Paul Jacob

Last week, Rand Paul, the junior U.S. Senator from Kentucky, managed to squeeze an answer out of the nation’s highest ups. In constipated Washington, it sure wasn’t easy.

Only via a 13-hour filibuster could Senator Paul capture the attention of the nation’s press corps, and thus, the American people . . . and in so doing, even reach the Obama Administration.

Rising to the floor of what once was billed, straight-faced, as the world’s greatest deliberative body, Sen. Paul stated, “I will speak as long as it takes, until the alarm is sounded from coast to coast that our Constitution is important, that your rights to trial by jury are precious, that no American should be killed by a drone on American soil without first being charged with a crime, without first being found to be guilty by a court.”

The senator had previously sent letters to the president, the attorney general and to John Brennan, the president’s CIA director nominee, asking clear questions about the nation’s well known, but secretly conducted, drone assassination program. Most importantly, Sen. Paul inquired whether the Obama Administration believed it had the constitutional authority to murder a non-combatant U.S. citizen sitting at a sidewalk café in an American city (and those in his or her vicinity) with a Hellfire missile shot from a military drone aircraft.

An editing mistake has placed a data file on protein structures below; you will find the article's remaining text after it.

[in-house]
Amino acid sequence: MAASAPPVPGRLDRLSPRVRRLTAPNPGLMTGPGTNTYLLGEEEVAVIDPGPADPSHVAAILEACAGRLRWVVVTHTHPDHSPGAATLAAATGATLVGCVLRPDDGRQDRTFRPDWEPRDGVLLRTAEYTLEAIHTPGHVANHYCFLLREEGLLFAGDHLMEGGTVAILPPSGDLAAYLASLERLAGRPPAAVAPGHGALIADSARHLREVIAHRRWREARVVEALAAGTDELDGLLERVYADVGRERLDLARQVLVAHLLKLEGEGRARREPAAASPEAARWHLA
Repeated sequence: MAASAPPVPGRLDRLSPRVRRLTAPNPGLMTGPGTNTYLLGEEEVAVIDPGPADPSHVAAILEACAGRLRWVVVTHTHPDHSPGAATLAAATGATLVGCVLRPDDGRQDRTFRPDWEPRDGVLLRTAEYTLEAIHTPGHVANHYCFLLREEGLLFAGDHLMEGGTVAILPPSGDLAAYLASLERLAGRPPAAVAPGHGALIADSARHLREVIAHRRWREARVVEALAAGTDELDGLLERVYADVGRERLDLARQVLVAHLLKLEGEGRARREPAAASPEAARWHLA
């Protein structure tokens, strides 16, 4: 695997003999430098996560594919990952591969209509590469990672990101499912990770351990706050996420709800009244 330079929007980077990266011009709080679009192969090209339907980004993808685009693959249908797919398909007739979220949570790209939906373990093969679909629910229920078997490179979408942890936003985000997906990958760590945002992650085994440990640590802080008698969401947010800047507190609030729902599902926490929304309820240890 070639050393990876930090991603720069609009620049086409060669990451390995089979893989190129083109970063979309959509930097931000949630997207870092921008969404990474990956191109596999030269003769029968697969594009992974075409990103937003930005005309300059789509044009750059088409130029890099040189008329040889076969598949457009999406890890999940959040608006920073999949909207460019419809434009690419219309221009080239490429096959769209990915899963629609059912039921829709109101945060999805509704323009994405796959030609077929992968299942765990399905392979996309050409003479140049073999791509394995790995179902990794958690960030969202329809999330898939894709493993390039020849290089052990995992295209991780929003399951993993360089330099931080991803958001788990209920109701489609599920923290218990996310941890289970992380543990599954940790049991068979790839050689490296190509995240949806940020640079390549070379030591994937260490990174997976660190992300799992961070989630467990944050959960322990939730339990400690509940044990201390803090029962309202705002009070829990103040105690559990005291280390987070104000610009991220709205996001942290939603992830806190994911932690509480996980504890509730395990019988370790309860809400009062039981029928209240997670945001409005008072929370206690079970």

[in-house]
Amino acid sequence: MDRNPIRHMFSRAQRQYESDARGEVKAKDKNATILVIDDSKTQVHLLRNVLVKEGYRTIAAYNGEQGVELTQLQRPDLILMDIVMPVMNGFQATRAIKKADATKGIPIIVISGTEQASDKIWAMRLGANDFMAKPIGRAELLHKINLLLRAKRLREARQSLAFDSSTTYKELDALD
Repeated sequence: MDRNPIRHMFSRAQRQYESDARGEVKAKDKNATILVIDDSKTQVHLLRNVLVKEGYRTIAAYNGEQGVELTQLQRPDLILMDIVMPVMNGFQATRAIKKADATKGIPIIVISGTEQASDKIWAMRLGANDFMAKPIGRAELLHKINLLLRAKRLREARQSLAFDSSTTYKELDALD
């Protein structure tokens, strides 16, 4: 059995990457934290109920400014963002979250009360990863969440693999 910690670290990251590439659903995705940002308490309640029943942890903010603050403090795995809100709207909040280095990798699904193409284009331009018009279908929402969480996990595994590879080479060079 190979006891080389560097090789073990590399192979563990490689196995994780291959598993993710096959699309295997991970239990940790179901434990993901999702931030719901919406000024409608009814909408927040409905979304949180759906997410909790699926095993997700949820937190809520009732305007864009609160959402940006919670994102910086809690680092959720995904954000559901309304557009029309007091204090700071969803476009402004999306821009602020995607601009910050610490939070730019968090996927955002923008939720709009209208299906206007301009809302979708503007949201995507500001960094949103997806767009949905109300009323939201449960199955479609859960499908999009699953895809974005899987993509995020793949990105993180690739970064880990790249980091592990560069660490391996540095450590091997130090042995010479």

The answers from the Obama Administration? Less than reassuring. As Comedy Central’s Jon Stewart explained it, Attorney General Eric Holder “kind of, sort of implied that, hypothetically, in the right circumstance — yeesss! We can do that. We can do that. Probably won’t, but yeah.”

The senator was not quite as concise as the comedian. “When I asked the President, can you kill an American on American soil,” Paul elaborated during the early hours of his oratorical barricade against the Brennan nomination, “it should have been an easy answer. It’s an easy question. It should have been a resounding and unequivocal, ‘no.’ The President’s response? He hasn’t killed anyone yet. We’re supposed to be comforted by that. The President says, ‘I haven’t killed anyone yet.’ He goes on to say, ‘and I have no intention of killing Americans. But I might.’”

The very next day, Rand Paul’s filibuster paid off. U.S. Attorney General Eric Holder sent Sen. Paul and the media a letter admitting, “The answer to that question is no.”


Paul Jacob

Paul Jacob is President of Citizens in Charge Foundation and Citizens in Charge. His daily Common Sense commentary appears on the Web and via e-mail.